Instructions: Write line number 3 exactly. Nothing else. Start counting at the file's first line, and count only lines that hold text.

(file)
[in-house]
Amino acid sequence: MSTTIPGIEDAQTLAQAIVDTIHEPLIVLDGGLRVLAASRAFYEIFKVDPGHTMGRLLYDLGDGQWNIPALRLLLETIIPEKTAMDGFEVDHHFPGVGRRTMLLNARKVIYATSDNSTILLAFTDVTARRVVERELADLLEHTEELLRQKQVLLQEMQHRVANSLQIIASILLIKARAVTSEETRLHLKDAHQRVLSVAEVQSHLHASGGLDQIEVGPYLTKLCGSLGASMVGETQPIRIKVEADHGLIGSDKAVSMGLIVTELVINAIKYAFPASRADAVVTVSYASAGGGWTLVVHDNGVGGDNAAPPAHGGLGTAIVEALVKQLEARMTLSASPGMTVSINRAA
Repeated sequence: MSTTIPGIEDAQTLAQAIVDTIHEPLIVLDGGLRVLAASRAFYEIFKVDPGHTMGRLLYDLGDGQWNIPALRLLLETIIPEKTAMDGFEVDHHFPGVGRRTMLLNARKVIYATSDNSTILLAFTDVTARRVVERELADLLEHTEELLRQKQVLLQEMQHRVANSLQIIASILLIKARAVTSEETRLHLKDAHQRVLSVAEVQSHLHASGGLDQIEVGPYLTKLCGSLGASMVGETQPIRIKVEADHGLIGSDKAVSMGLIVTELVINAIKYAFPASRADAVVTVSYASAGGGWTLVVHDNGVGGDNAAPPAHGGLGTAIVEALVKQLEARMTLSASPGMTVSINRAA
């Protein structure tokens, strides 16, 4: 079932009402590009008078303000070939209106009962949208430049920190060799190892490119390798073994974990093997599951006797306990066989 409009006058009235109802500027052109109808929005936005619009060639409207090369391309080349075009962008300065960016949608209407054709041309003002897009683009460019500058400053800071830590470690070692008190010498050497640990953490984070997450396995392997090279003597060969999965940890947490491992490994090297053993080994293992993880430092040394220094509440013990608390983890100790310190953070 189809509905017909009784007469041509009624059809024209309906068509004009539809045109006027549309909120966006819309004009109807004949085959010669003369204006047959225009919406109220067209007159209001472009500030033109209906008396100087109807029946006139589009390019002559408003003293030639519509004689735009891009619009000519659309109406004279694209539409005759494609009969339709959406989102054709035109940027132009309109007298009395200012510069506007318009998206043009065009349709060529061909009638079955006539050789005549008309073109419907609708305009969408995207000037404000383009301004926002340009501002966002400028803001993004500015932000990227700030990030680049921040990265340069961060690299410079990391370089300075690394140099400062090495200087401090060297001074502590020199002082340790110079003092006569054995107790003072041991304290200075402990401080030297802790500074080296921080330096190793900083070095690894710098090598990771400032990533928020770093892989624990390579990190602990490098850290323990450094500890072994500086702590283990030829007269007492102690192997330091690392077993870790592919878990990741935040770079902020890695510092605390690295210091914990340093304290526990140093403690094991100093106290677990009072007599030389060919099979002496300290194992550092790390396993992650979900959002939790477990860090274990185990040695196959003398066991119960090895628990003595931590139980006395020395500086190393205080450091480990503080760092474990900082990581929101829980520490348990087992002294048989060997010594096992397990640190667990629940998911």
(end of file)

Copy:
Repeated sequence: MSTTIPGIEDAQTLAQAIVDTIHEPLIVLDGGLRVLAASRAFYEIFKVDPGHTMGRLLYDLGDGQWNIPALRLLLETIIPEKTAMDGFEVDHHFPGVGRRTMLLNARKVIYATSDNSTILLAFTDVTARRVVERELADLLEHTEELLRQKQVLLQEMQHRVANSLQIIASILLIKARAVTSEETRLHLKDAHQRVLSVAEVQSHLHASGGLDQIEVGPYLTKLCGSLGASMVGETQPIRIKVEADHGLIGSDKAVSMGLIVTELVINAIKYAFPASRADAVVTVSYASAGGGWTLVVHDNGVGGDNAAPPAHGGLGTAIVEALVKQLEARMTLSASPGMTVSINRAA